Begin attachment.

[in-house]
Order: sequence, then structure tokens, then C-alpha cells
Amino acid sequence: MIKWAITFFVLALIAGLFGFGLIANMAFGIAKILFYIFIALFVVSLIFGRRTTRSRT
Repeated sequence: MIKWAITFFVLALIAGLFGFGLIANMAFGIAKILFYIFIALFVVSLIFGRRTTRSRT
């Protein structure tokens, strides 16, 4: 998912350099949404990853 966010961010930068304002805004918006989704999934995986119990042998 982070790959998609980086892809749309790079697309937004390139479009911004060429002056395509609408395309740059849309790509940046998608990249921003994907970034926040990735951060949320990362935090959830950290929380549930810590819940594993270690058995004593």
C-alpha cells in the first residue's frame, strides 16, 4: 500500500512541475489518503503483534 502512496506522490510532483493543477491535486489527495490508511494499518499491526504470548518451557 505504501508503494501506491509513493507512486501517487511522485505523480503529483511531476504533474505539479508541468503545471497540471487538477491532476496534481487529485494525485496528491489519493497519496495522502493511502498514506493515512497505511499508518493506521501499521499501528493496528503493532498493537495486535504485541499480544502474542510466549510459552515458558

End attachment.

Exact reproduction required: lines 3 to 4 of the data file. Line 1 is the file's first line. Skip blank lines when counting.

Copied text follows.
Amino acid sequence: MIKWAITFFVLALIAGLFGFGLIANMAFGIAKILFYIFIALFVVSLIFGRRTTRSRT
Repeated sequence: MIKWAITFFVLALIAGLFGFGLIANMAFGIAKILFYIFIALFVVSLIFGRRTTRSRT